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11 Comments:

  • Re Discworld, I read the first few and then indeed they got very repetitive and tiring. But I would recommend reading the first few, especially Mort.

    I agree with you about Dawkins arguments (I've criticised his view of God here), but indeed it's a great book (his facts were amazingly interesting, esp. H G Wells being a Nazi), especially for most fundamentalists to read (while it's heartening for a theist like me to see how weak his arguments are). It's a shame that they won't.

    By Blogger Enigman, at 11:15 AM, June 05, 2007  

  • Hi, thanks for the Discworld recomendations. I've left a comment on your Dawkins post.

    I don't think it's fair to say that Wells was a Nazi. In his late years in the 1930s and 40s he was very outspoken against Nazism. The damming quote that Dawkins cites was from around 1910 if I remember correctly, and those views were very common among many otherwise decent people at that time (which is Dawkins' whole point about the changing Zeitgeist). I doubt Wells would have written the same thing thirty years later.

    By Blogger Alejandro, at 2:33 PM, June 05, 2007  

  • Thanks for your comment on my post (which I disagreed with), and for correcting me about Wells. I'm glad to hear that Wells was not a Nazi, as I like his fiction but know nothing about him (except what Dawkins said, and the above). Still, I'm not sure that such views being common is any excuse. Cf. how it was recently (and may still be, for all I know) common to think of the lives of apes as worth much less than a human life (except when they were valuable property).

    By Blogger Enigman, at 3:02 PM, June 06, 2007  

  • Sorry, bad analogy. My point was that while eating dogs or pigs or cows (or even other people) might be a matter of what others around you are doing (although some would disagree), for an original thinker like Wells to advocate the humane and scientific extermination of the Jews (just a few years before Hitler, a great admirer of the British, conceived his plans) was inexcusable. He could hardly have claimed to be speaking instinctively, as a result of the language-use around him (and I wonder how much of his anti-Nazism was due to the Nazis not being British), but as I say, I know next to nothing about him. Anyway, my obscure analogy with apes was precisely because many people nowadays find them ethically confusing, which seems to be a good reason for not just repeating what others are saying...

    By Blogger Enigman, at 5:20 PM, June 06, 2007  

  • When I wrote the previous comment I didn't have Dawkins' book at hand. Now I've checked the Wells quote again and I agree with you that it is inexcusable. (I remembered it as saying that some races were inferior and that they would eventually be destroyed in the competition with the superior ones, but I didn't remember that it actually advocates a Nazi-like program of systematic killing.)

    I did a bit of web-searching to support my assertion that Wells opposed actual Nazism when it came, and found this essay by George Orwell; it is very interesting. According to it, Wells was an old-fashioned rationalist who equated peace and progress with science, and war and hatred with anti-scientific, emotional nationalism. In opposing Nazism as an instance of the second complex, he did not perceive how dangerously close it was it some respects to his own scientific utopias.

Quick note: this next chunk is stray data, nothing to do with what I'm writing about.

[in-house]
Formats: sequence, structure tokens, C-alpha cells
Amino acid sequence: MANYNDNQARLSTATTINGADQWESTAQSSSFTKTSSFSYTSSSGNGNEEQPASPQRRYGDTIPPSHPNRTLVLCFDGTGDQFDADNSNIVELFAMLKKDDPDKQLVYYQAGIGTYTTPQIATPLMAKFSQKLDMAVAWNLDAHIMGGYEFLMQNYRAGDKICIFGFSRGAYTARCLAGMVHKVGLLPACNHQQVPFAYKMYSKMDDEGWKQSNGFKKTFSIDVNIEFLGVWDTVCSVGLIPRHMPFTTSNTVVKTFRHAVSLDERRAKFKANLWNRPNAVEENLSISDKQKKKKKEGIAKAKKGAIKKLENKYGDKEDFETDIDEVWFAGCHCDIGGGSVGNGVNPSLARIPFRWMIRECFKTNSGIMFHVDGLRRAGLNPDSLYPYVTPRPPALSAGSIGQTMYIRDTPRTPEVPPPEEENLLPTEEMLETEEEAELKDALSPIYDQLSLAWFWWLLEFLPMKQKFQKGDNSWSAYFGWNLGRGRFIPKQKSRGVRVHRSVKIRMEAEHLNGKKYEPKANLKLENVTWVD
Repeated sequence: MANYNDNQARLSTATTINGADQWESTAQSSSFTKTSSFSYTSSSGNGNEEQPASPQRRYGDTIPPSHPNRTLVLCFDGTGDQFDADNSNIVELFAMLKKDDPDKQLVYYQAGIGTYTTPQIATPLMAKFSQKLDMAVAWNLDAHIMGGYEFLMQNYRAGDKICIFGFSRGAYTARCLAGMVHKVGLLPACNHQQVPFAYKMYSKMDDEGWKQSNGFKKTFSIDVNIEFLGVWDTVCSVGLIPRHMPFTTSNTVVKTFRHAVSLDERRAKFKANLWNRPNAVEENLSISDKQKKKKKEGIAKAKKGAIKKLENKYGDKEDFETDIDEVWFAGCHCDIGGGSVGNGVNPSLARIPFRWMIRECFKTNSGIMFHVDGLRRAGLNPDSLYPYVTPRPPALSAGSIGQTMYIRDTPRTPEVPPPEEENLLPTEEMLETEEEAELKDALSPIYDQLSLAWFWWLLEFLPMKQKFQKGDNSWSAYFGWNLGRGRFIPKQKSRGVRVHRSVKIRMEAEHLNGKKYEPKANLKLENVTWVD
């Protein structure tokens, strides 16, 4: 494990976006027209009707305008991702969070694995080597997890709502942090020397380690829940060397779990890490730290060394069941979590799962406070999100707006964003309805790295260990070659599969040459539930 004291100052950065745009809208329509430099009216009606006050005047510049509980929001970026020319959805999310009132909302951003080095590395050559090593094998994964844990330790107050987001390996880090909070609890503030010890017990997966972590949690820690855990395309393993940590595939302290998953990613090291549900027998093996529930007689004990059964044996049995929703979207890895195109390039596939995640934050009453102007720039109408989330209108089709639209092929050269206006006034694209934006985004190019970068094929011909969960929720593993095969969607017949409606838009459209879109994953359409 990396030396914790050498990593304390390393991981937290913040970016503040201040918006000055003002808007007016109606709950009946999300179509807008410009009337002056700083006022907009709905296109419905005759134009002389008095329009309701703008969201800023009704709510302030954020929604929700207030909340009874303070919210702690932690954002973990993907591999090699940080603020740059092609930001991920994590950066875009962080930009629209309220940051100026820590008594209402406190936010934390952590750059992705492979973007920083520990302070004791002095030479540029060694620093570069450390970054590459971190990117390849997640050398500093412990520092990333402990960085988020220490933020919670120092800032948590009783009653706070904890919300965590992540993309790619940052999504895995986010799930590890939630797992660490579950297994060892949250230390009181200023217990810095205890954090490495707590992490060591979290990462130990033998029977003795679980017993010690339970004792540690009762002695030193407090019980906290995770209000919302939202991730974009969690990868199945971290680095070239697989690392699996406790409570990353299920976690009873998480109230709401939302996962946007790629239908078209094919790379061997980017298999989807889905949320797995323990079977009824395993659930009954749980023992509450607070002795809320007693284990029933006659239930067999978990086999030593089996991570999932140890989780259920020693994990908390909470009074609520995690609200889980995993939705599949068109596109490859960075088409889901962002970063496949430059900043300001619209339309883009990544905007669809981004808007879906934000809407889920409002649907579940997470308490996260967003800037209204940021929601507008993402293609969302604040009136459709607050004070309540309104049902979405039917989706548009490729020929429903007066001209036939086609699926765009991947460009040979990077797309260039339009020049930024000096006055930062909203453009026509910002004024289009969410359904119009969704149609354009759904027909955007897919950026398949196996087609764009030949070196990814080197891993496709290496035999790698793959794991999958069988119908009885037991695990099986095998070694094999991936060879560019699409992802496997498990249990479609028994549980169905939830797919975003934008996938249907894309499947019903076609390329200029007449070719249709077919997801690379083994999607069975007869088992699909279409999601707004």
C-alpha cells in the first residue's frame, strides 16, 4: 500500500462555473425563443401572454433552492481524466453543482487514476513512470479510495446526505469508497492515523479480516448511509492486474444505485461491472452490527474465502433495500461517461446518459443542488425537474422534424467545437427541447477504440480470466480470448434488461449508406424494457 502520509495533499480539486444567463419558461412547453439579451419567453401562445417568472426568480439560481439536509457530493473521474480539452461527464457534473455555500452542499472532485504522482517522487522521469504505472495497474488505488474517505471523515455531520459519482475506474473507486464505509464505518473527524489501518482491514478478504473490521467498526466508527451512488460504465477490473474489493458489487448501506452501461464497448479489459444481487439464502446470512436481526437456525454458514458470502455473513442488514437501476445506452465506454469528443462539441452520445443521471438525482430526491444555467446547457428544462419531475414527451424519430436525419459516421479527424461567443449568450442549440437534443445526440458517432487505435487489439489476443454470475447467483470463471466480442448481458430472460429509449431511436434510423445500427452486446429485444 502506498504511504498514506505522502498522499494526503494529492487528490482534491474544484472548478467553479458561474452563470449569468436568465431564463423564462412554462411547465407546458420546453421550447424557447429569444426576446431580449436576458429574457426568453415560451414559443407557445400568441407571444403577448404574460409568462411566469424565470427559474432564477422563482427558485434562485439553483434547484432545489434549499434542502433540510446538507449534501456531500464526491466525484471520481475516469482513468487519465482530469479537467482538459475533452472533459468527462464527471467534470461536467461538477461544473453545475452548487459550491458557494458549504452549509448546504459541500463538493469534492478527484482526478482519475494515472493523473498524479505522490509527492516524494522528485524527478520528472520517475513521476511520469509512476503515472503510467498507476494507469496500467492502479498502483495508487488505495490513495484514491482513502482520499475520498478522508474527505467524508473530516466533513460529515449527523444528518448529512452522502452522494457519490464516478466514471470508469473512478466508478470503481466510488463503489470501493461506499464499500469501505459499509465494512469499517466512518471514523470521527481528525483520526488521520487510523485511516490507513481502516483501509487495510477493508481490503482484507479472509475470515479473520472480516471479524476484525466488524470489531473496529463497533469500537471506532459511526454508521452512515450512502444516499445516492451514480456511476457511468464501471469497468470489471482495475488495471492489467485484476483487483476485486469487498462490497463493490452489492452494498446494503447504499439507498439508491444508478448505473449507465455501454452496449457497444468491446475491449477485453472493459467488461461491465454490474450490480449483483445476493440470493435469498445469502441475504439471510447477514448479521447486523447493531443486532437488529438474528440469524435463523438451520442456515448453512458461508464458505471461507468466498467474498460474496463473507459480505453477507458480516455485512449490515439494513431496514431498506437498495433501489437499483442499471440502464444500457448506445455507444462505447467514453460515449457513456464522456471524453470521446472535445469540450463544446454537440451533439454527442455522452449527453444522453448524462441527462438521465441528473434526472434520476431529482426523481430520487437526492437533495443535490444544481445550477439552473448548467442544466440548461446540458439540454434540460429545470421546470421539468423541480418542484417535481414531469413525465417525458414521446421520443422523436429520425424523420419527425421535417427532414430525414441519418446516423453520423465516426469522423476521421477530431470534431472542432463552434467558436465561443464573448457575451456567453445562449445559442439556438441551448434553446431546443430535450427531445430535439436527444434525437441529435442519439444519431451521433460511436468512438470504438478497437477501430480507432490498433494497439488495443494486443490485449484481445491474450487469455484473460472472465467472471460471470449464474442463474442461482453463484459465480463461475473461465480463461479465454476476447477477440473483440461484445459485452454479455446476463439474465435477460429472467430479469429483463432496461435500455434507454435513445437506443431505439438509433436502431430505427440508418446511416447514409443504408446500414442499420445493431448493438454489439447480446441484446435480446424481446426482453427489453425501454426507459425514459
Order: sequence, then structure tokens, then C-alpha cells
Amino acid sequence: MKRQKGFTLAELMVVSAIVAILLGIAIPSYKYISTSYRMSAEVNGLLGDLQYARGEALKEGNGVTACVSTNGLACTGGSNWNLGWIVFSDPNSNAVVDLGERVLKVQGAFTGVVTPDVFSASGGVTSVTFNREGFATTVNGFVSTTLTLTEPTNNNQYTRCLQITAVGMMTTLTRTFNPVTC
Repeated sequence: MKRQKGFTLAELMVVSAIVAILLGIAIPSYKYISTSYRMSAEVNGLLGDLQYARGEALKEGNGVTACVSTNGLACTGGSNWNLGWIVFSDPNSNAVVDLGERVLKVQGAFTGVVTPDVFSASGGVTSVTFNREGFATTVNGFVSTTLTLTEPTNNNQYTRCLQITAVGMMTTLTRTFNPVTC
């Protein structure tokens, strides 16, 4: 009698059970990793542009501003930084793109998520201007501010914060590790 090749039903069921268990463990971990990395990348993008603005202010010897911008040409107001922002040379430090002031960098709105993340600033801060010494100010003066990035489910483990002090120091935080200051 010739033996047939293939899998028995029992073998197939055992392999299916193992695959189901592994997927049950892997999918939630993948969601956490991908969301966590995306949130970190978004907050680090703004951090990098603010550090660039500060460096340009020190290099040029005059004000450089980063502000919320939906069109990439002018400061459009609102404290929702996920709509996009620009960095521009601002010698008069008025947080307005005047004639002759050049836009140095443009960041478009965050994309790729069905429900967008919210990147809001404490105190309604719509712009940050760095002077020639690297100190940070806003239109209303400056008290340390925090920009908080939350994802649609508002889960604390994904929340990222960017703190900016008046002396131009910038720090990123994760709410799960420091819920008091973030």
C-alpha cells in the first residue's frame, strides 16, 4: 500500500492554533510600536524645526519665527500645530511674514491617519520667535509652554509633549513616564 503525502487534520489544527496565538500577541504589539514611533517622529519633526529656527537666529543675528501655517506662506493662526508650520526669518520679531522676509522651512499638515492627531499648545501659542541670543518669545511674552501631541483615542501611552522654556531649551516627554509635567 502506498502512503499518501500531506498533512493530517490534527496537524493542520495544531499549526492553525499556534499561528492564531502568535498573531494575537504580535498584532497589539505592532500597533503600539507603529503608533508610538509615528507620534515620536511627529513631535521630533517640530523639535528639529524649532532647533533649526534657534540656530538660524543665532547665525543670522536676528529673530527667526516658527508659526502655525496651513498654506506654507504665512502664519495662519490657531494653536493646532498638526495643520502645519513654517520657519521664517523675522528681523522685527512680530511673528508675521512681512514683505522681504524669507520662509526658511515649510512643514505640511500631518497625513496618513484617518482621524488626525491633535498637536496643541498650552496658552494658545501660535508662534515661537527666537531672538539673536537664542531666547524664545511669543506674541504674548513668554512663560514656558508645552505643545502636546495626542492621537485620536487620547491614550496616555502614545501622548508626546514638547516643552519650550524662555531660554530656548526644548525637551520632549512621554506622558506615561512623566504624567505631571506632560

By Blogger Alejandro, at 8:21 PM, June 06, 2007  

  • Thanks for that link (I've always preferred Orwell to Wells, and my previous comment was too uninformed), and incidentally for your review of Armstrong's book, which I consequently plan to read (the more I see of philosophy the more interesting that period seems to me).

    By Blogger Enigman, at 9:49 AM, June 07, 2007  

  • "Fiction can be excellent if it embodies mathematical ideas, as in some Borges stories for example". I trust you've read his 'Library of Babel'?

    As for Dawkins, the first and only book I've read by him was "The ancestor's tale" - a great book!

    changcho

    By Anonymous Anonymous, at 9:01 PM, June 07, 2007  

  • Hi changcho, that was the first Borges story I ever read! :) And I have his complete works here with me -some of the few books that I brought with me from Argentina to UK.

    You made an excellent start with Dawkins -"The ancestor's tale" is probably the best I've read by him. "The selfish gene" is very good too, and made me feel for the first time that I really groked evolution, but I think many biologists see its philosophy now as outdated. "The extended phenotype" is a bit more technical -it can be read and understood by non-biologists, but it is a less easy read because in it Dawkins argues with his collegues as much as he tries to educate the lay reader, or more. And I am still to read "The blind watchmaker".

    By Blogger Alejandro, at 11:38 PM, June 07, 2007  

  • I completely agree with your assessment of "The plot against America". "Deus ex-machina" doesn't quite make justice to the ginormous rabbit Roth pulls out of the proverbial hat. Beautifully written, though.

    The God Delusion... I found it informative, as a person who's only recently admitted to herself she's an atheist. But the "747" argument seems quite childish.

    By Blogger MariaE, at 11:39 AM, June 10, 2007  

  • Hi MariaE, thanks for stopping by. I remember that once in high school (3rd year, IIRC) I made a "Dawkinsian" (i.e. confidently scientistic and a bit childish) argument against religion and you countered it, making me think that in the future I should think a bit more before opening my mouth... Funny how things turn out. I will try to write and post my assessment of the 747 argument today, so stay tuned.

    By Blogger Alejandro, at 12:00 PM, June 10, 2007  

  • Armstrong's book's very good, I'm finding, and incidentally it reminds me that Pratchett's "Small Gods" is another good one.

    By Blogger Enigman, at 5:24 PM, June 19, 2007